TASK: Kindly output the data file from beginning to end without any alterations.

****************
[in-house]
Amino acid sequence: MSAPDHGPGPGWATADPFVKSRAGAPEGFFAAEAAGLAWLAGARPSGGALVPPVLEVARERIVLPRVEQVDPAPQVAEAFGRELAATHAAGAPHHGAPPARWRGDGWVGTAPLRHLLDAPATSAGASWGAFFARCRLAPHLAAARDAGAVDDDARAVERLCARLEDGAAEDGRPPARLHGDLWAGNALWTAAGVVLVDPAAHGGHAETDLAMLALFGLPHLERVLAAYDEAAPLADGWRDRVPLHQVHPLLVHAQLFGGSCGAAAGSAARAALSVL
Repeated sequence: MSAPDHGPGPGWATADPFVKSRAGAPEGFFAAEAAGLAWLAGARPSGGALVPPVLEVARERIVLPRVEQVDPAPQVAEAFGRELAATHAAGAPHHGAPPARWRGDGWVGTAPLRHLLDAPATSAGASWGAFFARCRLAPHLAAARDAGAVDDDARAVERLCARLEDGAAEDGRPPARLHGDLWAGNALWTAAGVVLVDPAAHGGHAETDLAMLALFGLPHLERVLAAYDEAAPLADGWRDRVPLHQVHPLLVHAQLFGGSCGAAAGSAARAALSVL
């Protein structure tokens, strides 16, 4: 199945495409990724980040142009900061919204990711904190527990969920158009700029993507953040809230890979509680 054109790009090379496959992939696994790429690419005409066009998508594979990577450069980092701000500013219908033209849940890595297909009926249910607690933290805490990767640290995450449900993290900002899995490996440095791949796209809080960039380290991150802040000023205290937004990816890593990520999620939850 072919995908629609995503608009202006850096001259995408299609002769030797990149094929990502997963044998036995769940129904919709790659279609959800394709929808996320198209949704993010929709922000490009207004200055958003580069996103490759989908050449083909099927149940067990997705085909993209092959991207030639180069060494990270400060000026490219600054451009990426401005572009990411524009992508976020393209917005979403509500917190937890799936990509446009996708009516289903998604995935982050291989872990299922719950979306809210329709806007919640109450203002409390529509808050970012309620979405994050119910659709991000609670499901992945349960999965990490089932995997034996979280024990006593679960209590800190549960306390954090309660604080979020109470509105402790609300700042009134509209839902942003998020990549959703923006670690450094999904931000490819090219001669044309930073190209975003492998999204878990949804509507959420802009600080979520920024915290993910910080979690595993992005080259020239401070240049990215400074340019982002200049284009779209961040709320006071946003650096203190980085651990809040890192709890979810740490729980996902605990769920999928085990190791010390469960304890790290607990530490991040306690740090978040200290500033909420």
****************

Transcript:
[in-house]
Amino acid sequence: MSAPDHGPGPGWATADPFVKSRAGAPEGFFAAEAAGLAWLAGARPSGGALVPPVLEVARERIVLPRVEQVDPAPQVAEAFGRELAATHAAGAPHHGAPPARWRGDGWVGTAPLRHLLDAPATSAGASWGAFFARCRLAPHLAAARDAGAVDDDARAVERLCARLEDGAAEDGRPPARLHGDLWAGNALWTAAGVVLVDPAAHGGHAETDLAMLALFGLPHLERVLAAYDEAAPLADGWRDRVPLHQVHPLLVHAQLFGGSCGAAAGSAARAALSVL
Repeated sequence: MSAPDHGPGPGWATADPFVKSRAGAPEGFFAAEAAGLAWLAGARPSGGALVPPVLEVARERIVLPRVEQVDPAPQVAEAFGRELAATHAAGAPHHGAPPARWRGDGWVGTAPLRHLLDAPATSAGASWGAFFARCRLAPHLAAARDAGAVDDDARAVERLCARLEDGAAEDGRPPARLHGDLWAGNALWTAAGVVLVDPAAHGGHAETDLAMLALFGLPHLERVLAAYDEAAPLADGWRDRVPLHQVHPLLVHAQLFGGSCGAAAGSAARAALSVL
């Protein structure tokens, strides 16, 4: 199945495409990724980040142009900061919204990711904190527990969920158009700029993507953040809230890979509680 054109790009090379496959992939696994790429690419005409066009998508594979990577450069980092701000500013219908033209849940890595297909009926249910607690933290805490990767640290995450449900993290900002899995490996440095791949796209809080960039380290991150802040000023205290937004990816890593990520999620939850 072919995908629609995503608009202006850096001259995408299609002769030797990149094929990502997963044998036995769940129904919709790659279609959800394709929808996320198209949704993010929709922000490009207004200055958003580069996103490759989908050449083909099927149940067990997705085909993209092959991207030639180069060494990270400060000026490219600054451009990426401005572009990411524009992508976020393209917005979403509500917190937890799936990509446009996708009516289903998604995935982050291989872990299922719950979306809210329709806007919640109450203002409390529509808050970012309620979405994050119910659709991000609670499901992945349960999965990490089932995997034996979280024990006593679960209590800190549960306390954090309660604080979020109470509105402790609300700042009134509209839902942003998020990549959703923006670690450094999904931000490819090219001669044309930073190209975003492998999204878990949804509507959420802009600080979520920024915290993910910080979690595993992005080259020239401070240049990215400074340019982002200049284009779209961040709320006071946003650096203190980085651990809040890192709890979810740490729980996902605990769920999928085990190791010390469960304890790290607990530490991040306690740090978040200290500033909420």